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Milberger's Nursery and Landscaping
3920 North Loop 1604 E.
San Antonio, TX 78247

Three exits east of 281, inside of 1604
Next to the Diamond Shamrock station
Please click map for more detailed map and driving directions.

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Questions for the Week

by Jerry Parsons, Ph.D.
Horticulture Specialist, Texas Agricultural Extension Service in San Antonio

Shaded lawns require special care to maintain satisfactory grass cover. That means mowing higher and more frequently, watering more often, giving particular attention to controlling leaf diseases and removing fallen tree leaves.

Shaded turf is weakened by lack of sunlight and competition for water nutrients from roots of trees and shrubs. Thus, grass that is growing in shade generally is shallow-rooted and is more succulent and less hardy than grass growing in full sunlight.

As a result, the shaded grass is more susceptible to drought stress and disease attacks. To reduce stress and to promote healthy turf, mow the grass ½ to 1 inch higher than grasses growing in full sunlight. Also, mow shaded lawns frequently enough so that only 1/3 of the foliage is removed at each mowing. Thus, grass mowed at a height of 2 inches should be mowed when it reaches 3 inches.

Because shaded turf is shallow-rooted and tree roots are competing for available moisture, water more frequently during drought stress periods. And, because grass growing in shade is not able to utilize fertilizer as readily as grass in full sunlight, fertilizer should be applied only in early spring and fall.

Leaf diseases, particularly Gray Leaf Spot and Helminthosporium, can seriously thin most lawn grass that has been weakened by the effects of shade. So apply a fungicide containing PCNB (Turfcide) or chlorothalonil (Daconil) to shaded areas at monthly intervals during the growing season. Severe disease infestations will require more frequent applications. Treated areas should not be watered for 48 hours.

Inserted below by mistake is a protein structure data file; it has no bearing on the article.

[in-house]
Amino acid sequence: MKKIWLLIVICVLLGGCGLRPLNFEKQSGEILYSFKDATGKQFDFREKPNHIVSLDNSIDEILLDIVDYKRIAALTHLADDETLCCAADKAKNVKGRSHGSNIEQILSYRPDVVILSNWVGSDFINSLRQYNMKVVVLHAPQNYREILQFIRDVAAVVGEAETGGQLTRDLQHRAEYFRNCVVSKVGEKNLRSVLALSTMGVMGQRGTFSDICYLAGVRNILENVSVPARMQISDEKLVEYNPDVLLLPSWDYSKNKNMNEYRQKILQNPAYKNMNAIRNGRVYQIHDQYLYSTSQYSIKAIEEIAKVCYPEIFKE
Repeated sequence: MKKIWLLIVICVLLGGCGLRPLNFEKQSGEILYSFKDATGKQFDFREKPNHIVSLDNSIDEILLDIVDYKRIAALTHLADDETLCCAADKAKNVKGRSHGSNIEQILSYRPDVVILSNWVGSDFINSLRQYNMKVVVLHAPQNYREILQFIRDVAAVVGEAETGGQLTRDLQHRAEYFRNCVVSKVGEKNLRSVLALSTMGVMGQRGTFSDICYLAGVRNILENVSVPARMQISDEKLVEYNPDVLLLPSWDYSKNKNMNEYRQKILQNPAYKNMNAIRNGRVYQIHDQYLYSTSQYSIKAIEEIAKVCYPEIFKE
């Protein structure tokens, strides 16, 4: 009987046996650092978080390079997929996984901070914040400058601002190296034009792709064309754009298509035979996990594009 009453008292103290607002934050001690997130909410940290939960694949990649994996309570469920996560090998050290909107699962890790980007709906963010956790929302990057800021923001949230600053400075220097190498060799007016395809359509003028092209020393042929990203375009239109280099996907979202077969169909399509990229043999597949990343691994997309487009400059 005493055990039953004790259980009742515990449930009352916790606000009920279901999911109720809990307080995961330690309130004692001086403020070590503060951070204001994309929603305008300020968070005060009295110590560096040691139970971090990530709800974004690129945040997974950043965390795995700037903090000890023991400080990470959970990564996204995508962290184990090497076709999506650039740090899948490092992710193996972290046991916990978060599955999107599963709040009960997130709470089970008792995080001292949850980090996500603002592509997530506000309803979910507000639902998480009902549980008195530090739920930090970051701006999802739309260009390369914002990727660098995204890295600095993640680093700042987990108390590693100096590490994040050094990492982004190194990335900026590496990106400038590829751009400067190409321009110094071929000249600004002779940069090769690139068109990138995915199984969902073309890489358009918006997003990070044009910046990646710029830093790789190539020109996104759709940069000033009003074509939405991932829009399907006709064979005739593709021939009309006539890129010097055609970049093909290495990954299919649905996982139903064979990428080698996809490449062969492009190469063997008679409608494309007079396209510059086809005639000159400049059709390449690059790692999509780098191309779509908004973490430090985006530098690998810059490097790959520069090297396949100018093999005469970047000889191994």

It's not a good idea to use chemicals for weed control on St. Augustine grass in heavy shade because they may further weaken the grass and increase its susceptibility to disease. Trees and shrubs may also be damaged by some weed killers.

Removing tree leaves that accumulate in the fall will also help shaded grass.

In many home landscapes, shade develops to such a degree that grass cannot be maintained. Even St. Augustine grass, the most shade-tolerant of turf-grasses, requires at least 30% direct sunlight to maintain satisfactory growth. Consider replacing shaded grass areas with a bark mulch or a ground cover.


* Use shade tolerant grasses, such as St. Augustine or Zoysia

* Raise the height of the mower blade 1 inch. Instead of 1 ½ - 2 inches, mow up to 3 inches in height.

* Avoid excessive nitrogen which may promote diseases - particularly in shade.

* Avoid foot traffic in these areas.

* Select trees with more open crowns.

* Thin out crowns of existing trees to allow more light to penetrate.

* Improve air movement by removing solid screens of nearby

*Remove fallen leaves promptly in the fall and winter.

* Prune tree limbs to a height of 8-10 feet to permit more sunlight to reach the grass.

* If the above practices do not help, try some of the shade-tolerant ground covers.

Ground covers are low growing plants that spread by underground or above-ground stems that have an inherent trailing growth habit. As these plants grow and develop, they produce a continuous mat on the soil surface.

Ground cover plants may range from woody vines to dwarf shrubs, depending on individual needs. Some of the most prominent uses of ground covers in typical situations are to cover bare areas of ground, prevent erosion of the soil, add variety to the yard or garden; regulate foot traffic in the yard or garden when used as edging for pathways, or to tie together unrelated shrubs and flower beds in the landscape.

Ground covers are frequently used under or around trees where grass grows poorly or where exposed tree roots make mowing a hazard. Ground cover plants eliminate the need for mowing as well as concealing the exposed tree roots.

Many possibilities for living ground covers are now available locally. For shade or partial shade, consider vinca, Algerian ivy, English ivy, mondo grass, and Liriope. Excellent choices for sunny locations include: Asiatic jasmine, creeping junipers, purple leaf honeysuckle, Liriope, santolina, and confederate jasmine.

Ground covers can be planted any time during the growing season. Fall and spring plantings give best results if potted or canned plants are used.

Ground covers are slower than grass in covering bare ground. Consequently, weeds are likely to grow, especially the first year. A mulch of bark, compost, or other organic material will control most weeds, as well as retain moisture in the soil. Pull the weeds by hand if they break through the mulch or use a fusilade-containing product such as Ortho Grass-B-Gon, which will kill all grass without damaging the ground cover.

Water on a regular schedule throughout the growing season, particularly during dry weather. During the winter months, water the plants thoroughly when the weather is dry and the temperature is above freezing.

Ground covers usually need pruning only to removed dead wood and keep the plantings in bound.